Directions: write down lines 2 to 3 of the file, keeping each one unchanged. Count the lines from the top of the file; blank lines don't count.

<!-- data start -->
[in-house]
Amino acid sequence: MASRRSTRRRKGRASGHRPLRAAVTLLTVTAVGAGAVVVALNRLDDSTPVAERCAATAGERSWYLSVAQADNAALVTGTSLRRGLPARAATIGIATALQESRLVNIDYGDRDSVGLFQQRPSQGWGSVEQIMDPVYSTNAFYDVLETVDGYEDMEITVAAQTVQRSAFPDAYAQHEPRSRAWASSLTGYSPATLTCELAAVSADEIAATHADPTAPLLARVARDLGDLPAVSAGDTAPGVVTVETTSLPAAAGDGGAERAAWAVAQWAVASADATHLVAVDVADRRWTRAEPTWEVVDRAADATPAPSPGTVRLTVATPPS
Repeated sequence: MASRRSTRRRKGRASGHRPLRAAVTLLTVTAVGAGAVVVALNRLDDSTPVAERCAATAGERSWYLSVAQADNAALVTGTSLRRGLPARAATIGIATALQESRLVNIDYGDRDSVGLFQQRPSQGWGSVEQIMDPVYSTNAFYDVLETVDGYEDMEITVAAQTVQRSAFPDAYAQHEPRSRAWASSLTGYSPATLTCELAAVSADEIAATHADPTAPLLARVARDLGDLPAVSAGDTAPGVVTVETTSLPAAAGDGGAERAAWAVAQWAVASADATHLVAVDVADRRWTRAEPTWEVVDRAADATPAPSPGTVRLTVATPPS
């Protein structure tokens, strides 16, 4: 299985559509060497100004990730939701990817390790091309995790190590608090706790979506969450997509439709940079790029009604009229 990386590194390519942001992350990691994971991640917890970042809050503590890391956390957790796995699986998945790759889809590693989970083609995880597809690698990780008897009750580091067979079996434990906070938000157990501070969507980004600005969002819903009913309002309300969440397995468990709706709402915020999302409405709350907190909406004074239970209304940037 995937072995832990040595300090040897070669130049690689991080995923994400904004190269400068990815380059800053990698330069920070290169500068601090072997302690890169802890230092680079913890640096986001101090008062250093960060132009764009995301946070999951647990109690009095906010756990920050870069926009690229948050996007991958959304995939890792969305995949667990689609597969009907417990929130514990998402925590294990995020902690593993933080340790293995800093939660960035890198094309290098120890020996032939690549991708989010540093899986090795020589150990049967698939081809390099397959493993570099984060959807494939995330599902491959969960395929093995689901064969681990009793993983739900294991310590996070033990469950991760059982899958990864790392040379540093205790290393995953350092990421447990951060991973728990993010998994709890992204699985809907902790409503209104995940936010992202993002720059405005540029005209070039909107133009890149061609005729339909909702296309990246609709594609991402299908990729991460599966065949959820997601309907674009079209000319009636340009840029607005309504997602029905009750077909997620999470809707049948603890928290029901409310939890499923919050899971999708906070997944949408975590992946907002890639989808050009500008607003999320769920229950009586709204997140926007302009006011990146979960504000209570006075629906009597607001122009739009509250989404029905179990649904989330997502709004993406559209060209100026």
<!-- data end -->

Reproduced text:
Amino acid sequence: MASRRSTRRRKGRASGHRPLRAAVTLLTVTAVGAGAVVVALNRLDDSTPVAERCAATAGERSWYLSVAQADNAALVTGTSLRRGLPARAATIGIATALQESRLVNIDYGDRDSVGLFQQRPSQGWGSVEQIMDPVYSTNAFYDVLETVDGYEDMEITVAAQTVQRSAFPDAYAQHEPRSRAWASSLTGYSPATLTCELAAVSADEIAATHADPTAPLLARVARDLGDLPAVSAGDTAPGVVTVETTSLPAAAGDGGAERAAWAVAQWAVASADATHLVAVDVADRRWTRAEPTWEVVDRAADATPAPSPGTVRLTVATPPS
Repeated sequence: MASRRSTRRRKGRASGHRPLRAAVTLLTVTAVGAGAVVVALNRLDDSTPVAERCAATAGERSWYLSVAQADNAALVTGTSLRRGLPARAATIGIATALQESRLVNIDYGDRDSVGLFQQRPSQGWGSVEQIMDPVYSTNAFYDVLETVDGYEDMEITVAAQTVQRSAFPDAYAQHEPRSRAWASSLTGYSPATLTCELAAVSADEIAATHADPTAPLLARVARDLGDLPAVSAGDTAPGVVTVETTSLPAAAGDGGAERAAWAVAQWAVASADATHLVAVDVADRRWTRAEPTWEVVDRAADATPAPSPGTVRLTVATPPS